Supply-Chain Issues and a Recall Have Parents Scrambling for Baby Formula
Web searches related to the phrase ‘how to make homemade formula for babies’ are reportedly rising quickly and people are sharing homemade formula recipes on social media.
Parents across the country are scrambling to find baby formula amid supply-chain problems and a recent Abbott Nutrition recall.
The nationwide baby formula stock was at 60 percent of capacity the week of April 24, down from 69 percent two weeks earlier, according to Datasembly, a retail data analytics company. The out-of-stock rate surpassed 50 percent in six states.
“You go into problem-solving mode,” a 28-year-old mother in South Berwick, Maine, Sarah Grogan, tells the Sun. She says she used to drive to a discount retailer every two weeks to purchase its generic brand infant formula, but she’s been unable to find it for the past two months.
Ms. Grogan and her husband now buy formula whenever they see it. She said she feels lucky that her daughter can tolerate the constant switching of brands and formula blends because not every baby can. The shortages are particularly challenging for families of infants with colic, allergies, or digestive issues, who need specialized formula.
Three-quarters of babies in the U.S. are fed formula before they reach six months of age, according to the CDC. These infants rely on formula for all their nutritional needs, as babies can’t start drinking cow’s milk until they reach 12 months.
“How is this not the biggest story in America?” a New York Post columnist, Karol Markowicz, tweeted recently. Parents are lamenting online that the toilet paper shortages of 2020 received much more press coverage than the formula problems.
On Twitter, #BabyFormulaShortage is trending with accompanying photos of bare drug store shelves. Web searches related to the phrase “how to make homemade formula for babies” are reportedly rising quickly and people are sharing homemade formula recipes on social media, which the FDA warns could cause “serious health problems” in infants.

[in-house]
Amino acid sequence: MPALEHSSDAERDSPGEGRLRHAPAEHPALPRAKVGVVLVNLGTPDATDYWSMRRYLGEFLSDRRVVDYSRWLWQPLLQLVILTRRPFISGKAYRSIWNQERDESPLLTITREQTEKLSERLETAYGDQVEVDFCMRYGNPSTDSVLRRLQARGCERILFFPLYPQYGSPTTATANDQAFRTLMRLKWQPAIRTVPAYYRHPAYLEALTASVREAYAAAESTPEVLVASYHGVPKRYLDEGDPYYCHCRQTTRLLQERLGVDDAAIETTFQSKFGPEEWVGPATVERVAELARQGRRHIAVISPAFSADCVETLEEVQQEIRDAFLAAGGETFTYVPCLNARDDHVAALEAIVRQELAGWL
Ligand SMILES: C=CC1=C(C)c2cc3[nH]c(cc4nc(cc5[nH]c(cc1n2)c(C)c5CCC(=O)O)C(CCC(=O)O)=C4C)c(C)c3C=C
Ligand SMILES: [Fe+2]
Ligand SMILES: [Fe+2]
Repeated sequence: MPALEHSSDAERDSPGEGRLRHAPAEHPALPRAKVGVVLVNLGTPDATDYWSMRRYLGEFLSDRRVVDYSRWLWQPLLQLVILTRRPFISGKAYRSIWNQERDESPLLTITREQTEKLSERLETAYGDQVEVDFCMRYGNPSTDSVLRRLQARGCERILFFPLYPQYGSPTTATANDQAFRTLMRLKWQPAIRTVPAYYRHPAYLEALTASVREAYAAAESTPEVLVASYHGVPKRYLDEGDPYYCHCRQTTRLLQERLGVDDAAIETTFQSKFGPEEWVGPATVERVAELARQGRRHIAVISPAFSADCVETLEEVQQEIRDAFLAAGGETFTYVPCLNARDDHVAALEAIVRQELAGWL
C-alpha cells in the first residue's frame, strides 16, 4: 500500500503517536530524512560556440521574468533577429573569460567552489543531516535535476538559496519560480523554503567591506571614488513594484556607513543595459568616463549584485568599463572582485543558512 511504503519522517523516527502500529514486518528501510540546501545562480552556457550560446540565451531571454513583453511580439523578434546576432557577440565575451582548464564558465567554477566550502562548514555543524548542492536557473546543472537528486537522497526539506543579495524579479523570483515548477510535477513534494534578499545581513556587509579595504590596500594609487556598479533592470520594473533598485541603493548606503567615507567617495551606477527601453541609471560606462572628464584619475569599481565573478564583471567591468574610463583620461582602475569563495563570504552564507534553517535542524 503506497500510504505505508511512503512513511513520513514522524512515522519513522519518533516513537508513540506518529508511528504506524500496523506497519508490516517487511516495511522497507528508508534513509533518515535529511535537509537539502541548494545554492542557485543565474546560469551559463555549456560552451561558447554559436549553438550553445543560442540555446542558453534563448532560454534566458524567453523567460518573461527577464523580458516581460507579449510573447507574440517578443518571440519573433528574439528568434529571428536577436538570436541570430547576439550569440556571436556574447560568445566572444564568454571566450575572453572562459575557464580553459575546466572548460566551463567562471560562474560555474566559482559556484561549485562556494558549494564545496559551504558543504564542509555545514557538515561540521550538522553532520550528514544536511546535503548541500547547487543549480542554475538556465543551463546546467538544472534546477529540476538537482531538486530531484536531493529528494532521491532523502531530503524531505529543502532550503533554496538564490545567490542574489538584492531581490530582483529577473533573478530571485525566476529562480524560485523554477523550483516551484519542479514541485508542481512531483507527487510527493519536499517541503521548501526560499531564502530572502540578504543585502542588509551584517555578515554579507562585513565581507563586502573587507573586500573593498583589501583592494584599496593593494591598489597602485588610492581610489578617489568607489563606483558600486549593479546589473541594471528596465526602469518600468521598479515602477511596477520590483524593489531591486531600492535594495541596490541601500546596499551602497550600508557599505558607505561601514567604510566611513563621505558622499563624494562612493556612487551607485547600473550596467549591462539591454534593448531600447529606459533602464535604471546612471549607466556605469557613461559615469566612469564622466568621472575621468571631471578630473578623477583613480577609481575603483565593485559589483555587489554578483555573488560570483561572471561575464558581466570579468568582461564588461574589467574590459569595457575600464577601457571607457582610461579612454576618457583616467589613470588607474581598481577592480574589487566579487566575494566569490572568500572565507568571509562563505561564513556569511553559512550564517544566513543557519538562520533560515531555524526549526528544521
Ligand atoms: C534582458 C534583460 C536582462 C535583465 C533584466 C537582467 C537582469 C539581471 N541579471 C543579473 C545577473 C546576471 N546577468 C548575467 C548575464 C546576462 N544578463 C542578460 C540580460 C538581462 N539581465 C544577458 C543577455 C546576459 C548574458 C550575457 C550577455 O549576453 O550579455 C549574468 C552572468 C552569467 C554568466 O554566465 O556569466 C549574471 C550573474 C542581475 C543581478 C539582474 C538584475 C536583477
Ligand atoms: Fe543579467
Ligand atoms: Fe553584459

“Inflation, supply chain shortages, and product recalls have brought an unprecedented amount of volatility for baby formula,” Datasembly’s CEO, Ben Reich, said. He called baby formula “one of the more affected categories” of the supply-chain crisis.
In mid-February, Abbott Nutrition recalled all powder formula manufactured in its Sturgis, Michigan, plant under the popular brand names Simulac, Alimentum, and EleCare after four infants got sick with Cronobacter sakazakii, a bacterial infection, and two died. An FDA inspection found that Abbott failed to maintain clean surfaces in its plant.
While the recall exacerbated the shortages, the crisis was already under way. “A baby formula shortage is leaving Americans ‘worried’ — yet another effect of Biden’s supply chain crisis,” the RNC tweeted in January.
The baby formula supply was relatively stable for the first seven months of 2021, according to Datasembly, but Covid-related supply-chain issues including labor shortages, trouble getting key ingredients, and problems with packaging constricted supplies. In July, the out-of-stock rate hit double digits for the first time, and it’s been rising steadily since November.
Major retailers like CVS, Walgreens, and Target are now limiting the amount of formula customers can purchase. Ms. Grogan says the shelves look like “when Covid first hit” and everyone was “panic buying. Except you can’t panic buy formula because there’s a limit on it.”
Purchasing formula online from Amazon or these major retailers isn’t any easier. Many of the most popular brands are “temporarily out of stock.”
Ms. Garbor says she’s spending more each week on formula because she can’t afford to be picky about what she buys. The average cost of the most popular baby formula products is up as much as 18 percent over last year, according to CBS. This crisis is hitting low-income parents the hardest.
Senator Reed, a Rhode Island Democrat, wrote a letter to the Biden administration April 12 asking what the FDA is doing to “minimize the impact of the immediate shortage.” The Sun reached out to the FDA but did not get a response.
Republicans are hitting President Biden hard on this issue: The RNC tweeted about it five times in the last two days. The president has yet to comment on the issue.
Formula companies say they are ramping up production to try to meet demand. In the meantime, parents are worried and panic buying could exacerbate the crisis.
Ms. Grogan says it’s ironic that we’re celebrating Mother’s Day while the shortages are making it harder for mothers like her. She says she never thought she’d encounter this problem in America: “They keep beer on the shelves, so I don’t know why they can’t keep formula.”
Ms. McCaughey is a native New Yorker now based in New Hampshire. Her interests include politics, drug policy, and counterculture.